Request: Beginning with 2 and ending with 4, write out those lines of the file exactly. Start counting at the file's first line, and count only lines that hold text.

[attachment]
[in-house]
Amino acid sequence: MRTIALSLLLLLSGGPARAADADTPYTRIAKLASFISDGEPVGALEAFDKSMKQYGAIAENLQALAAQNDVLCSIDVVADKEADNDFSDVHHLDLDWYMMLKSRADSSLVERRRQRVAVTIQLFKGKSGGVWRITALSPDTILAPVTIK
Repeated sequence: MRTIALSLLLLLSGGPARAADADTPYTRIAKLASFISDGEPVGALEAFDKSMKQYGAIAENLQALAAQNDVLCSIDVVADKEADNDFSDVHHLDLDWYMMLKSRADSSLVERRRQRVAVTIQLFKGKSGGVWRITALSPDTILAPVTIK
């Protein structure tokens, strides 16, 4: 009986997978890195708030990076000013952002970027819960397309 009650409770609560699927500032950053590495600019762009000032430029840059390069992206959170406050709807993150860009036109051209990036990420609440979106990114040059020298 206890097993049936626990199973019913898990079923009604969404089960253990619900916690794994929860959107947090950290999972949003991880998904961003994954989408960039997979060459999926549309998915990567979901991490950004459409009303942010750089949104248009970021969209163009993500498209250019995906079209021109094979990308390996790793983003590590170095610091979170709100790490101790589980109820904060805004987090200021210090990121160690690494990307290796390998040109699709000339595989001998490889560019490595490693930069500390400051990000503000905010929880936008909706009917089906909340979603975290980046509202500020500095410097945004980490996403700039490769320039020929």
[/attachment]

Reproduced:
Amino acid sequence: MRTIALSLLLLLSGGPARAADADTPYTRIAKLASFISDGEPVGALEAFDKSMKQYGAIAENLQALAAQNDVLCSIDVVADKEADNDFSDVHHLDLDWYMMLKSRADSSLVERRRQRVAVTIQLFKGKSGGVWRITALSPDTILAPVTIK
Repeated sequence: MRTIALSLLLLLSGGPARAADADTPYTRIAKLASFISDGEPVGALEAFDKSMKQYGAIAENLQALAAQNDVLCSIDVVADKEADNDFSDVHHLDLDWYMMLKSRADSSLVERRRQRVAVTIQLFKGKSGGVWRITALSPDTILAPVTIK
């Protein structure tokens, strides 16, 4: 009986997978890195708030990076000013952002970027819960397309 009650409770609560699927500032950053590495600019762009000032430029840059390069992206959170406050709807993150860009036109051209990036990420609440979106990114040059020298 206890097993049936626990199973019913898990079923009604969404089960253990619900916690794994929860959107947090950290999972949003991880998904961003994954989408960039997979060459999926549309998915990567979901991490950004459409009303942010750089949104248009970021969209163009993500498209250019995906079209021109094979990308390996790793983003590590170095610091979170709100790490101790589980109820904060805004987090200021210090990121160690690494990307290796390998040109699709000339595989001998490889560019490595490693930069500390400051990000503000905010929880936008909706009917089906909340979603975290980046509202500020500095410097945004980490996403700039490769320039020929």